• Ingen Technologies (Calimesa, California), manufacturer of OxyAlert, OxyView and Secure Balance, said that TSI Medical has agreed to distribute OxyView in North America. OxyView, patent pending, is a pneumatic gauge that provides visual safety warning of oxygen flow for patients in the hospital, surgical room, outpatient therapy, nursing homes and emergency response facilities.

• MDS Nordion (Ottawa), a developer of nuclear medicine, and Molecular Insight Pharmaceuticals (Cambridge, Massachusetts) have signed a six-year renewable contract to manufacture and supply Zemiva, a molecular imaging pharmaceutical being developed for cardiac ischemia, or insufficient blood flow to the heart. Zemiva, currently in clinical trials, is targeted for the emergency department setting. “This contract will enable MDS Nordion to build upon our strong development partnership with Molecular Insight Pharmaceuticals through the use of our significant development and manufacturing capabilities to meet the commercial market needs of Zemiva,” said Steve West, president of MDS Nordion. Zemiva is currently manufactured at MDS Nordion’s facility in Vancouver. As a result of the contract, MDS Nordion will expand its Good Manufacturing Practice (GMP) manufacturing capabilities at this facility to support the clinical program and commercial supply of Zemiva. Zemiva’s first indication is expected to be for the rapid diagnosis of cardiac ischemia in a hospital’s emergency department. Data suggests that Zemiva administered to patients at rest can detect ischemia through imaging patients up to 30 hours after a cardiac event has occurred – potentially enabling the widespread use of imaging in the emergency department for more rapid diagnosis. Molecular Insight is a biopharmaceutical company focused on the development of molecular imaging pharmaceuticals and targeted radiotherapeutics.

• LifeNet (Virginia Beach, Virginia) said it has expanded its alliance with St. Jude Medical (St. Paul, Minnesota) to include vascular allografts from LifeNet for the treatment of coronary artery disease. Under the contract expansion, St. Jude will have exclusive rights for all LifeNet cardiac-based vascular allografts for its physician customer base. Currently, St. Jude Medical has exclusive rights for all LifeNet cardiac allograft products. The companies first formed their alliance in 1996. Dr. Richard Hurwitz, president and CEO of LifeNet, said, “Through our alliance with St. Jude Medical, LifeNet has grown to become the nation’s largest supplier of cardiac allografts. This new representation extension will further [our] leadership position in the cardiovascular allograft market.” LifeNet said it is the nation’s largest full service organ procurement organization and tissue-banking system, providing more than 250,000 allograft transplants per year.

• Toshiba America Medical Systems (Tustin, California), together with Cardiovascular Institute of the South (CIS; Houma, Louisiana), reported the new Cardiovascular CT Basics Program, designed to educate cardiologists, radiologists, vascular surgeons and administrators about the latest 64-slice CT technology, including Toshiba’s Aquilion 64 CFX system. The program meets American College of Cardiology (Bethesda, Maryland) and peripheral artery disease guidelines for cardiac imaging. Course topics include regulatory requirements, space and construction issues, coding and billing requirements, appropriate utilization of the technology and a general overview of interpretation challenges. The courses will feature discussion sessions with CIS cardiologists, surgeons, administrators and technical staff team members.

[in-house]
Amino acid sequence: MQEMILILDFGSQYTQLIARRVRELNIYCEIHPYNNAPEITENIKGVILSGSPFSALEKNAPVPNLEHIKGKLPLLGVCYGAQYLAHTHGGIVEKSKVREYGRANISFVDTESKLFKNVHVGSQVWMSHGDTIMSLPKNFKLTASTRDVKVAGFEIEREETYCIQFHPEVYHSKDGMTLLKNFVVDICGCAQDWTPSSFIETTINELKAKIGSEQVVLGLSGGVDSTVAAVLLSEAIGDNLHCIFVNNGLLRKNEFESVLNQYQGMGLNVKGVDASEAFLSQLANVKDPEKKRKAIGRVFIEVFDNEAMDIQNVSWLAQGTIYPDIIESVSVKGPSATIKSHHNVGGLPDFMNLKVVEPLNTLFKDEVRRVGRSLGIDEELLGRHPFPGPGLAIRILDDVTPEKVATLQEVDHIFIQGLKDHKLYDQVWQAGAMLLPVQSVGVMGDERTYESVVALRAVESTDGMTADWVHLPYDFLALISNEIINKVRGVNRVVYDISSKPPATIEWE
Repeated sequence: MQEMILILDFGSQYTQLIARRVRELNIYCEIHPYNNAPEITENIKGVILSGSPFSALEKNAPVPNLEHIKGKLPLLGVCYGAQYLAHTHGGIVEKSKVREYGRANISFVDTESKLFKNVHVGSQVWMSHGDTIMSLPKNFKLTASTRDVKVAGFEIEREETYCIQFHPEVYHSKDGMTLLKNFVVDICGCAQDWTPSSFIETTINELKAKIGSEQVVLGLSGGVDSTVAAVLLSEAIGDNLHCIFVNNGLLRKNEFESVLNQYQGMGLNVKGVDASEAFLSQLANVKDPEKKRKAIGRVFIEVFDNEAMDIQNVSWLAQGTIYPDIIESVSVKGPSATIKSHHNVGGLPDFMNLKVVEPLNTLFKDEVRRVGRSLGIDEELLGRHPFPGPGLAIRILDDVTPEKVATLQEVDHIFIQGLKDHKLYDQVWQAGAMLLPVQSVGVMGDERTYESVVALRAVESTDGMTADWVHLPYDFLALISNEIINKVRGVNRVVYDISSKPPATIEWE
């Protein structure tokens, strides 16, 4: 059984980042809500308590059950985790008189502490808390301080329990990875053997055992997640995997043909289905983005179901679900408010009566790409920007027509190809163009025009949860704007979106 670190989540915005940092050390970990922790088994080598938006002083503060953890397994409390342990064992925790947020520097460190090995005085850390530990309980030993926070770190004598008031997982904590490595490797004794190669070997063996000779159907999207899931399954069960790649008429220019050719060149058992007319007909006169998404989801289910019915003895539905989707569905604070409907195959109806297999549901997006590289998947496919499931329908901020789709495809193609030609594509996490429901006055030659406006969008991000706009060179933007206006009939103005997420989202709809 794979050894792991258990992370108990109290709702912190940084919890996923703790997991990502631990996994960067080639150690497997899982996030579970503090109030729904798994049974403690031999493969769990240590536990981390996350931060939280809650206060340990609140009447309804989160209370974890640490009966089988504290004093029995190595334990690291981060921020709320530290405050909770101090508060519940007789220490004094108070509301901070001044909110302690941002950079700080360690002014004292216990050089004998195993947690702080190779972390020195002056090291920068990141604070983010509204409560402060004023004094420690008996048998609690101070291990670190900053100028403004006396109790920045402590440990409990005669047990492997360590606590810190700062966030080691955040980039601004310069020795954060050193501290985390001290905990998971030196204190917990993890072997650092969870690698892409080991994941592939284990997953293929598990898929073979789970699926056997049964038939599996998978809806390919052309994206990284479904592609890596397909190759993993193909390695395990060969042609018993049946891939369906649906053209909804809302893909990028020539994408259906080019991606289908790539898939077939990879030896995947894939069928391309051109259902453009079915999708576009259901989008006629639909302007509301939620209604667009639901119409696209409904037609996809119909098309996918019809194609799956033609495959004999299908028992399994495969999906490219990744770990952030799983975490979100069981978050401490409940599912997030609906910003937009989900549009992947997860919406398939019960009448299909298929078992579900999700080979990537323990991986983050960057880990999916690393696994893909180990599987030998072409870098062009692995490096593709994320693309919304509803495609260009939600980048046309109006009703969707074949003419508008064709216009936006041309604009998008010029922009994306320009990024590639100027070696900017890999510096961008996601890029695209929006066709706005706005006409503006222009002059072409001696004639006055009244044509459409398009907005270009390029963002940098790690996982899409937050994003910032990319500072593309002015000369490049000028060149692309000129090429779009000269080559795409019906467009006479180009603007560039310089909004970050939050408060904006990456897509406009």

• VNUS Medical Technologies (San Jose, California), a provider of medical devices for the minimally invasive treatment of venous reflux disease, reported that that it has acquired exclusive distribution rights within the U.S. vascular surgery market to the U-Clip anastomotic device manufactured by Medtronic (Minneapolis). The U-Clip is a self-closing device designed to create high-quality connections between blood vessels, or anastomoses, without tying knots or managing sutures. In both peripheral bypass surgery and arteriovenous (AV) access surgery, tiny stitches of suture material are traditionally used to connect blood vessels together. The quality of this connection is critical to the long-term success of the procedure. The U-Clip device is designed to facilitate the surgeon’s use of an interrupted suture technique, which results in a more compliant anastomosis, allowing better contraction and expansion of the blood vessels compared to the use of continuous suture technique. The clinical benefit of an interrupted suture technique is especially apparent in an AV fistula created from small blood vessels, but in the past has been more time consuming and tedious to create, the company said. The U-Clip device is made of a shape-memory metal called nitinol, which quickly returns to an original configuration after being flexed, the company said. It is available in multiple sizes and lengths and has been used in more than 300,000 anastomoses since its introduction in 2000. The initial term of the distribution agreement is for five years with two automatic one year renewal terms. Pursuant to the agreement, VNUS is required to satisfy yearly quota requirements to retain its distribution rights. Medtronic will retain all distribution rights to the product in non-vascular surgery markets.

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